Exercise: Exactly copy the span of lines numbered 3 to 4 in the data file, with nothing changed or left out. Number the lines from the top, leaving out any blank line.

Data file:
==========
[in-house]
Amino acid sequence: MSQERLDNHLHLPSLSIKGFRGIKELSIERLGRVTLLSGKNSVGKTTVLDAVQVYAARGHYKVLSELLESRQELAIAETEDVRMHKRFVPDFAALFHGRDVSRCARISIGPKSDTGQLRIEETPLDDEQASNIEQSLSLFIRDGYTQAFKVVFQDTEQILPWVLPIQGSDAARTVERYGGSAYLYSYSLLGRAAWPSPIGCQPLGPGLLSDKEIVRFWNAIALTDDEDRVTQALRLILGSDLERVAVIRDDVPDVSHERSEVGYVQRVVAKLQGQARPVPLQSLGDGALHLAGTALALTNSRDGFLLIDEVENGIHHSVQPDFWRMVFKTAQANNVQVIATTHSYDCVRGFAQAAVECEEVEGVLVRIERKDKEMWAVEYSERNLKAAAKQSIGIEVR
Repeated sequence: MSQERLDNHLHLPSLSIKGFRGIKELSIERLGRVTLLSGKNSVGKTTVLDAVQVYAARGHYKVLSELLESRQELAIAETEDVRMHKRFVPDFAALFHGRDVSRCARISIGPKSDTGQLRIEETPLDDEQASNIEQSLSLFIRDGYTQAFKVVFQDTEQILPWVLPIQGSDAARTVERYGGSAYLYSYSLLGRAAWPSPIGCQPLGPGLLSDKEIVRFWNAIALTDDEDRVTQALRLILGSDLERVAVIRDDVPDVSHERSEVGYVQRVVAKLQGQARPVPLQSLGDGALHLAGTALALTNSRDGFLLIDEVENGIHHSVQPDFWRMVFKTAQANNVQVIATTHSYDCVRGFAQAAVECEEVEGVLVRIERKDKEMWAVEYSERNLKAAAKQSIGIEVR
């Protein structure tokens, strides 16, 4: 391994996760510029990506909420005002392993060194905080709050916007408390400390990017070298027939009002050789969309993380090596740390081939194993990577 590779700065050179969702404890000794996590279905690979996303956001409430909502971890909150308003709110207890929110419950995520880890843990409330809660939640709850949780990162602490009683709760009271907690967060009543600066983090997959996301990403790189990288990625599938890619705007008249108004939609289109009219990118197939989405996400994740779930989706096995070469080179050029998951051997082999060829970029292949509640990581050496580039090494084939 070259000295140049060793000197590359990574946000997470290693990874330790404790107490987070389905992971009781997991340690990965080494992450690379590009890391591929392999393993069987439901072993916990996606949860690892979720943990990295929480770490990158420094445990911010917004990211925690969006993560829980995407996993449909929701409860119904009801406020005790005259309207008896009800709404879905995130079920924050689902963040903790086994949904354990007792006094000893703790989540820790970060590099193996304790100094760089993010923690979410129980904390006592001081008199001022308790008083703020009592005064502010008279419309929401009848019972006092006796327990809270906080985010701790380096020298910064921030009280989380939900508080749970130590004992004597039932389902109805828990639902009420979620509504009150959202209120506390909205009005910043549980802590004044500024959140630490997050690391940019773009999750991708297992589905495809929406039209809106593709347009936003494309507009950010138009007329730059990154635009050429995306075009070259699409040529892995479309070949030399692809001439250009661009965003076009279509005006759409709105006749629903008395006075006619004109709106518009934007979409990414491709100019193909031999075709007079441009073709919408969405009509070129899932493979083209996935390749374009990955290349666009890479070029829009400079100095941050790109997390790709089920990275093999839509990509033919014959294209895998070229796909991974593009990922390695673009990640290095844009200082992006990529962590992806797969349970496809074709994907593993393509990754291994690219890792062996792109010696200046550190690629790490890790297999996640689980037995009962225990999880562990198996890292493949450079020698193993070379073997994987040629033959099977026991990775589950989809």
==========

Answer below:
Repeated sequence: MSQERLDNHLHLPSLSIKGFRGIKELSIERLGRVTLLSGKNSVGKTTVLDAVQVYAARGHYKVLSELLESRQELAIAETEDVRMHKRFVPDFAALFHGRDVSRCARISIGPKSDTGQLRIEETPLDDEQASNIEQSLSLFIRDGYTQAFKVVFQDTEQILPWVLPIQGSDAARTVERYGGSAYLYSYSLLGRAAWPSPIGCQPLGPGLLSDKEIVRFWNAIALTDDEDRVTQALRLILGSDLERVAVIRDDVPDVSHERSEVGYVQRVVAKLQGQARPVPLQSLGDGALHLAGTALALTNSRDGFLLIDEVENGIHHSVQPDFWRMVFKTAQANNVQVIATTHSYDCVRGFAQAAVECEEVEGVLVRIERKDKEMWAVEYSERNLKAAAKQSIGIEVR
């Protein structure tokens, strides 16, 4: 391994996760510029990506909420005002392993060194905080709050916007408390400390990017070298027939009002050789969309993380090596740390081939194993990577 590779700065050179969702404890000794996590279905690979996303956001409430909502971890909150308003709110207890929110419950995520880890843990409330809660939640709850949780990162602490009683709760009271907690967060009543600066983090997959996301990403790189990288990625599938890619705007008249108004939609289109009219990118197939989405996400994740779930989706096995070469080179050029998951051997082999060829970029292949509640990581050496580039090494084939 070259000295140049060793000197590359990574946000997470290693990874330790404790107490987070389905992971009781997991340690990965080494992450690379590009890391591929392999393993069987439901072993916990996606949860690892979720943990990295929480770490990158420094445990911010917004990211925690969006993560829980995407996993449909929701409860119904009801406020005790005259309207008896009800709404879905995130079920924050689902963040903790086994949904354990007792006094000893703790989540820790970060590099193996304790100094760089993010923690979410129980904390006592001081008199001022308790008083703020009592005064502010008279419309929401009848019972006092006796327990809270906080985010701790380096020298910064921030009280989380939900508080749970130590004992004597039932389902109805828990639902009420979620509504009150959202209120506390909205009005910043549980802590004044500024959140630490997050690391940019773009999750991708297992589905495809929406039209809106593709347009936003494309507009950010138009007329730059990154635009050429995306075009070259699409040529892995479309070949030399692809001439250009661009965003076009279509005006759409709105006749629903008395006075006619004109709106518009934007979409990414491709100019193909031999075709007079441009073709919408969405009509070129899932493979083209996935390749374009990955290349666009890479070029829009400079100095941050790109997390790709089920990275093999839509990509033919014959294209895998070229796909991974593009990922390695673009990640290095844009200082992006990529962590992806797969349970496809074709994907593993393509990754291994690219890792062996792109010696200046550190690629790490890790297999996640689980037995009962225990999880562990198996890292493949450079020698193993070379073997994987040629033959099977026991990775589950989809």